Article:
Skip to main content

Picture of a women smiling
Play to your own strengths and make them into something even greater. Don’t be afraid to take a risk and show off what you’re capable of.

“Find a job you love and you’ll never work a day in your life”

– Confucius

Finding a job that you want to wake up for can be a challenge, especially in today’s economy. But what if you could create your own job? I know someone who (almost) did this for themselves and this is his story.

Why share an almost story? Because the only difference between an almost-story and a happy ending is just in the way you interpret the “end”.

Charlie* was a student at SFU, working multiple part-time jobs to pay for tuition and all the other charges in life. He was completing multiple degrees and certificate programs. But he had a knack for sales.

One of his part time gigs was working once a week at Blockbuster. They had this rewards card that cost something like $10/year, and like most customer-loyalty programs and “up sales”, it was expected by his employer to sell these each shift. Competitions were held in-store for the employee who could sell the most per month. He was such a good salesman, that the store had to make a special exception in their competition. It was him (working only 16 hours/month) versus the entire store. And he always won.

He was so skilled at convincing people to buy the rewards card he had even made sales to customers after being told directly, “I’m going to buy it so you’ll stop trying to sell it to me”.

Charlie didn’t make the sales because he was a smooth talker; but because he had created a technique to selling this particular item. His manager asked him to teach the other staff members this technique, so he began formalizing his strategy and turned it into a well laid out document and presentation that he gave the entire staff. This proved to be such a success (even though the store still could not out-sell him, they narrowed the gap), that he ended up going to the regional manager to pass along the skills. Within two months, he was asked to make the presentation to the provincial head office. And so he did. He was able to sell his presentation as well as he sold the rewards program. However, in the end, bureaucracy entered the picture and Blockbuster had to hire someone from the corporate office to continue disseminating this information, rather than some part-time clerk that had natural ability.

Jokes on them as evidently there was no one else who could do what he did and Blockbuster went bankrupt (I’m sure there were other factors and not just the fact they passed on Charlie’s training assistance). But the fact remains, that through the process Charlie created a new training program from scratch, and developed the presentation skills that he never demonstrated previously. And while the job was given to another based on office politics, he still created a new position within the company that fit his niche talents and abilities. So why don’t you?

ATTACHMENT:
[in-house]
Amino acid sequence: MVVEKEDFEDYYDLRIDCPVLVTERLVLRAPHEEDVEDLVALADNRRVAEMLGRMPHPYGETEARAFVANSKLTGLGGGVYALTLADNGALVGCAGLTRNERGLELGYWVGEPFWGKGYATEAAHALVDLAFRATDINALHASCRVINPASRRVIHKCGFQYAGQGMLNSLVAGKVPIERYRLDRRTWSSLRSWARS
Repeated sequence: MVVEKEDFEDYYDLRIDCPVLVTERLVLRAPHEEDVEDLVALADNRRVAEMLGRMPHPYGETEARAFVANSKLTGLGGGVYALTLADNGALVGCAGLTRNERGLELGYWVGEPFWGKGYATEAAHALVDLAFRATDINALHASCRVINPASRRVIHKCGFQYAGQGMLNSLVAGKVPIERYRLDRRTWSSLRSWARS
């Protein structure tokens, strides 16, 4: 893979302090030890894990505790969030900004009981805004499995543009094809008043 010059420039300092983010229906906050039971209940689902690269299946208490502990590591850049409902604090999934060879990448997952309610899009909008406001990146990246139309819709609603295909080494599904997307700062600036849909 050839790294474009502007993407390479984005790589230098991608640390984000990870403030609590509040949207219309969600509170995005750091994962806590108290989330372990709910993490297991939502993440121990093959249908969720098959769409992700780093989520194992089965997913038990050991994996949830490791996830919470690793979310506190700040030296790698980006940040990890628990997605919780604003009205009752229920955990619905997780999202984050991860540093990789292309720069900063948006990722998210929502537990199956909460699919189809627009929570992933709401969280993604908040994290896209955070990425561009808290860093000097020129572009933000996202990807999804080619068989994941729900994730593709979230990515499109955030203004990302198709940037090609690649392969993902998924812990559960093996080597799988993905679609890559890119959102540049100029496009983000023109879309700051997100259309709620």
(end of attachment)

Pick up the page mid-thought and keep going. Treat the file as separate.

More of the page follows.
Play to your own strengths and make them into something even greater. Don’t be afraid to take a risk and show off what you’re capable of. Maybe your story will have the happy ending, instead of almost.

visibility  45
Mar 13, 2013

You Might Like These... Prospective, Professional Development, Career Exploration

Co-op students jumping in the air
The Co-op Connection Helps Retention

In this blog post, Heather shares with us why co-op is an important experience for all students, whether it be to further career aspirations or to gain future employment opportunities. 

author, courtney, smiling
A Second Term in Government: More of the Same?

Having completed my first work term for Health Canada as a Communications Officer Intern, I was eager to try something new, and the government was not where I believed that was going to happen. That is until I was offered a position at Agriculture and Agri-Food Canada...

Working on campus
The 10 Minute Commute – Resources and Useful Information for Working on Campus

Have you ever thought about working in a place that you are familiar with?  Perhaps a Tim Horton’s close by? For many students the idea of working at SFU might be a great option, if you prefer a 10 minute jaunt to work after class or an opportunity to learn more about how a university operates.

You Might Like These... Career Exploration

Job by its cover
Don't Judge A Job By Its Cover

I was hesitant to accept a co-op position because I thought that the skills I would obtain would not at all be relevant to my career path. As it turns out, I learned that trying out things that do not appeal to you 100% at the beginning is often a risk worth taking. Here's my story.

the author smiling by the garden
Co-op in Clinical Research: Tips for Succeeding in the Workplace

Fahimeh Karimi talks about her research co-op with the BC Children's Hospital.

Two students sleeping in class.
A BA That's Definitely Not Worth It

The Bold Academy is a 4-week 'potential-building' experience marketed at college students and recent grads. The strategic use of the letters BA suggest that the program is primarily directed at arts students, conveniently playing off the stereotype of the aimless arts student. It's an interesting idea, but is it worth the steep price tag?